|Afghan villagers pray over the grave of one of the 16 victims killed in a shooting rampage in the Panjwai district of Kandahar province south of Kabul, Afghanistan, Saturday, March 24, 2012. Mohammad Wazir has trouble even drinking water now, because it reminds him of the last time he saw his 7-year-old daughter. He had asked his wife for a drink but his daughter insisted on fetching it. Now his daughter Masooma is dead, killed along with 10 other members of his family in a shooting rampage attributed to a U.S. soldier. The soldier faces the death penalty but Wazir and his neighbors say they feel irreparably broken. (AP Photo/Allauddin Khan)|
The man only wanted an answer from Hamid Karzai and his men. I speak, of course, of the Afghan villager whose brother Mohamed Dawood was shot dead, along with 16 others, including nine children and several women, in their homes in the early hours of the morning of March 11, 2012, by one American soldier - or more than one - from a nearby US base (see story here). He was one among the families of the victims in Afghanistan's Panjwai who met with their country's president and his senior officials.
This utterly distraught man could not make sense of what had befallen his own and other families and thus he demanded an answer from Karzai and his men. It was justice he demanded, not monetary or material compensation as bribe. There was no answer, nor any promise of justice.
The clever men running the show in Afghanistan were at wit's end. They had nothing but silence to offer, a silence which, however, was profoundly eloquent. It was an admission of guilt and collusion on their part. At one point the villager even succeeded in extracting the word 'guilt' from Karzai.
As the report shows, the simple village Afghan did not go to the meeting with false hopes or unrealistic expectations. He understood the situation perfectly clearly. And he got what he really wanted from the meeting. He wanted to speak his mind, to say what he thought and felt. And in the most candid and effective manner he had his say and then took his leave of those important men. He told them to their faces what they really are, puppets of foreign occupying masters; he forced them to admit their guilt; he made ringingly clear the point that there is no Afghan identity without the Islamic identity; and he countered the calculated lie that the killer was insane or was acting alone. He reminded the president that the Afghan people live by a code, and how precious that is to them, and how this code is daily being trampled upon by the occupation. This simple man did not get melodramatic or hysterical. He did not demean himself by begging. He did not degrade the terrible loss and humiliation inflicted on his family by stooping to accept any material benefit from the hands of the perpetrators of the crime. He behaved with perfect dignity.
What a sight to behold: politicians, their advisors, diplomats and generals, who speak with a thousand tongues, rendered speechless. When do such men ever run short of words? Something hard to believe and rarely seen in history.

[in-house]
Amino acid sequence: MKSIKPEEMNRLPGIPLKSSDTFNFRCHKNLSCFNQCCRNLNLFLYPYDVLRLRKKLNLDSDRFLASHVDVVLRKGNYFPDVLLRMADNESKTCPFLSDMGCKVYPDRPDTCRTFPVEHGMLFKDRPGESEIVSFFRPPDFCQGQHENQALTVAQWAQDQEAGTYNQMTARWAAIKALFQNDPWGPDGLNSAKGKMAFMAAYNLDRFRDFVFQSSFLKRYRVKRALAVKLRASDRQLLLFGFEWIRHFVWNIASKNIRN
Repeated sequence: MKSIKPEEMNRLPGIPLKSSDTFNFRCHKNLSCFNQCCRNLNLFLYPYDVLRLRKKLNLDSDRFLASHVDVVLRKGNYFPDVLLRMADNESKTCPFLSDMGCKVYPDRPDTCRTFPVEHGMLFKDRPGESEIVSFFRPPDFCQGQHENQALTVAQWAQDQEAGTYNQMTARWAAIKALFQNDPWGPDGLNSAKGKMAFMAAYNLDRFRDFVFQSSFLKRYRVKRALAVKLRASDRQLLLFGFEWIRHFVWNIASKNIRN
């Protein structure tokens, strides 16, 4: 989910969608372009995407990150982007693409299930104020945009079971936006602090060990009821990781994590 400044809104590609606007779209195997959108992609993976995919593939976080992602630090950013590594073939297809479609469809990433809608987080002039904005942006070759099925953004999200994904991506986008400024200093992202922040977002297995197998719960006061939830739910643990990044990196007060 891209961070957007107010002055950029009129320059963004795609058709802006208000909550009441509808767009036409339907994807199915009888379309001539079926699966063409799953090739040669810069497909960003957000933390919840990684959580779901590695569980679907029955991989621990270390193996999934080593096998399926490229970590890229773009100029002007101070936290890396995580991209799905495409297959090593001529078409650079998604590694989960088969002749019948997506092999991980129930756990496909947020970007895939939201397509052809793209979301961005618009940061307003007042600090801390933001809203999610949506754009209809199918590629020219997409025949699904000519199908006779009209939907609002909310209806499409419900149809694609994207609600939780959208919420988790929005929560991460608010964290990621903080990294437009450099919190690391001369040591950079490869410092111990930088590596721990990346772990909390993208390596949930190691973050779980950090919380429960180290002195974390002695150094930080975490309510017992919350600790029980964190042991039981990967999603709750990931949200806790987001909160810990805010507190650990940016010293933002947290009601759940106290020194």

Hamid Karzai now finds himself in a terrible fix. He swallowed the American bait. And now he cannot survive without American support, nor can he survive with it. He cannot save face with his own people. He is in a no-win situation. Greedy and unprincipled puppets overestimate the efficacy of their own cleverness. They inevitably get snared in devices of their own making and in those of their masters. Karzai believed he could outfox the Americans and that events would follow the course of his desires. He must have realized while listening to that Afghan villager and the other elders from the villages where the massacre took place that the scope of 'damage control' is not unlimited, although it has served him well so far. He has brought disaster on himself and on his people.
There is only one way left for Karzai to redeem himself. He has to assert his independence of America and openly side with his own people. This would be taking an enormous risk and require a radical change of heart and exceptional heroism. It is hard to imagine his doing that. His masters would not tolerate such open rebellion, and very few of the many enemies he has made at home would feel convinced. The wolves around him who have thrived on their association with him will turn against him. There is hardly any hope that he can succeed even if he decides to change his course. The price to be paid may be his life itself. Yet sadly for Karzai this extremely risky course is the only honourable way out. If there is any sense of worth as a human being left in him, he can only try, and hope to die in dignity. (I do not speak here of redeeming himself before his Lord; that is an altogether different and much, much bigger matter.)
A Muslim is nothing unless he has dignity. Yet very few leaders in the Muslim world show any shred of dignity. We have an abundant crop of leaders who are vain, haughty, arrogant, self-serving crooks, narcissistic, empty braggarts and foolish, shameless clowns. Hardly do we see a leader with vision, courage, knowledge, generosity, humility, and selflessness. The pygmies and the petty-minded unabashedly strut across the Muslim landscape.
In stark contrast, this Afghan villager shines in his dignity and clarity of mind. In bleak times like ours, a few men like him here and there provide us much needed consolation and hope. My heartfelt tribute to this Afghan villager and others like him, wherever they may be. May Allah bless such servants of His.
A. K. M. Mohiuddin is a retired university professor of English literature living in Bangladesh. He can be reached at this address: akmm45yahoo. com
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